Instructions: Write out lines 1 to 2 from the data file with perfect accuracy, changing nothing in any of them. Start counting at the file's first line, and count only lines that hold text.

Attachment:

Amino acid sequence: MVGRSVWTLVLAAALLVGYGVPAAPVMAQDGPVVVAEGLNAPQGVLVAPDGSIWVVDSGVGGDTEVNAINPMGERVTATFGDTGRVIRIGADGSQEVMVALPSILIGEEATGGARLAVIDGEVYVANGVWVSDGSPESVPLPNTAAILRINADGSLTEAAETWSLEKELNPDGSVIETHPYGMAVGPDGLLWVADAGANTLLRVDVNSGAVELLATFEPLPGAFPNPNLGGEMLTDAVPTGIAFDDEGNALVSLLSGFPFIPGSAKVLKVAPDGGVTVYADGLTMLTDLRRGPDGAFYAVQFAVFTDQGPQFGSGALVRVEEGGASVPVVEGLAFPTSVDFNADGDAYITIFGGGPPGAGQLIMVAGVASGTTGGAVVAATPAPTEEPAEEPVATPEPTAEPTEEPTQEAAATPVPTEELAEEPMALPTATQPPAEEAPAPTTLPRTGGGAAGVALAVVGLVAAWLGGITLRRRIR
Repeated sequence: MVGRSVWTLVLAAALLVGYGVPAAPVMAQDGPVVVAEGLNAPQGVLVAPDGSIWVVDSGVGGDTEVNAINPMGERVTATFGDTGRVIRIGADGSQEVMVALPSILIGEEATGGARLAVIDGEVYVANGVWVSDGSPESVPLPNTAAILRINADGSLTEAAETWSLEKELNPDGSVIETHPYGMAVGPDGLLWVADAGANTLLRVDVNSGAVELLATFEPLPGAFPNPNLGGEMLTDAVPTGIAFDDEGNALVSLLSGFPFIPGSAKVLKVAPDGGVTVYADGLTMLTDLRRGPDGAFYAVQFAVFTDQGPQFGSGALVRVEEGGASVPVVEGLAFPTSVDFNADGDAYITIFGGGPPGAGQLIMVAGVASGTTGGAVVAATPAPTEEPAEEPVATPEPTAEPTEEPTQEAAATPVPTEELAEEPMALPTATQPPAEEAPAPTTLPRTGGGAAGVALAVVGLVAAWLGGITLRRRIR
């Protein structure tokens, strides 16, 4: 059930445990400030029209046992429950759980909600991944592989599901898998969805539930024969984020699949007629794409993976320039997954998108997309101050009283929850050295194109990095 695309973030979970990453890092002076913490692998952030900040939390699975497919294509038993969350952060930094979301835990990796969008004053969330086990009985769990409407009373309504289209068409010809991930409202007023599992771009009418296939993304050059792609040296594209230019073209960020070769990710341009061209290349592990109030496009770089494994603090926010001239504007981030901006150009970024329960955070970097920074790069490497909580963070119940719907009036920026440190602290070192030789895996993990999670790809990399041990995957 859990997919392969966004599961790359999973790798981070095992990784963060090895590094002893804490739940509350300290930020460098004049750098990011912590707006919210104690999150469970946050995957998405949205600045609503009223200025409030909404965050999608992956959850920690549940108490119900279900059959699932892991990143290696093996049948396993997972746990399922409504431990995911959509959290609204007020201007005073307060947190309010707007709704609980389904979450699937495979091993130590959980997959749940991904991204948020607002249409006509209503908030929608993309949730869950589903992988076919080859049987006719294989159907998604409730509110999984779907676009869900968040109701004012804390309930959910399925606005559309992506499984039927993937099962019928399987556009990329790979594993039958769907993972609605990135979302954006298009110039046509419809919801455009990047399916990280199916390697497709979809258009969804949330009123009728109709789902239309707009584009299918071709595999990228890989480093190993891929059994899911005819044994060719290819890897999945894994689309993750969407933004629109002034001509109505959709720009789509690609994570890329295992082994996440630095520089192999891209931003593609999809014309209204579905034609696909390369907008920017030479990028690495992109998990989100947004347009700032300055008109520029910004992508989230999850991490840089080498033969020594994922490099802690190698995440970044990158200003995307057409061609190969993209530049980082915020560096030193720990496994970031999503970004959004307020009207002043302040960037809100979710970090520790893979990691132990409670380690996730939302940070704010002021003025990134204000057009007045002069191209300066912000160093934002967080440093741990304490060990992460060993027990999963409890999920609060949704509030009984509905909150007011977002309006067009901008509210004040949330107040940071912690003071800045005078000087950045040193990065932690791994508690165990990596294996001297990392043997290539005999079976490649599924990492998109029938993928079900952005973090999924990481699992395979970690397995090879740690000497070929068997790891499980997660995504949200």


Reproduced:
Amino acid sequence: MVGRSVWTLVLAAALLVGYGVPAAPVMAQDGPVVVAEGLNAPQGVLVAPDGSIWVVDSGVGGDTEVNAINPMGERVTATFGDTGRVIRIGADGSQEVMVALPSILIGEEATGGARLAVIDGEVYVANGVWVSDGSPESVPLPNTAAILRINADGSLTEAAETWSLEKELNPDGSVIETHPYGMAVGPDGLLWVADAGANTLLRVDVNSGAVELLATFEPLPGAFPNPNLGGEMLTDAVPTGIAFDDEGNALVSLLSGFPFIPGSAKVLKVAPDGGVTVYADGLTMLTDLRRGPDGAFYAVQFAVFTDQGPQFGSGALVRVEEGGASVPVVEGLAFPTSVDFNADGDAYITIFGGGPPGAGQLIMVAGVASGTTGGAVVAATPAPTEEPAEEPVATPEPTAEPTEEPTQEAAATPVPTEELAEEPMALPTATQPPAEEAPAPTTLPRTGGGAAGVALAVVGLVAAWLGGITLRRRIR
Repeated sequence: MVGRSVWTLVLAAALLVGYGVPAAPVMAQDGPVVVAEGLNAPQGVLVAPDGSIWVVDSGVGGDTEVNAINPMGERVTATFGDTGRVIRIGADGSQEVMVALPSILIGEEATGGARLAVIDGEVYVANGVWVSDGSPESVPLPNTAAILRINADGSLTEAAETWSLEKELNPDGSVIETHPYGMAVGPDGLLWVADAGANTLLRVDVNSGAVELLATFEPLPGAFPNPNLGGEMLTDAVPTGIAFDDEGNALVSLLSGFPFIPGSAKVLKVAPDGGVTVYADGLTMLTDLRRGPDGAFYAVQFAVFTDQGPQFGSGALVRVEEGGASVPVVEGLAFPTSVDFNADGDAYITIFGGGPPGAGQLIMVAGVASGTTGGAVVAATPAPTEEPAEEPVATPEPTAEPTEEPTQEAAATPVPTEELAEEPMALPTATQPPAEEAPAPTTLPRTGGGAAGVALAVVGLVAAWLGGITLRRRIR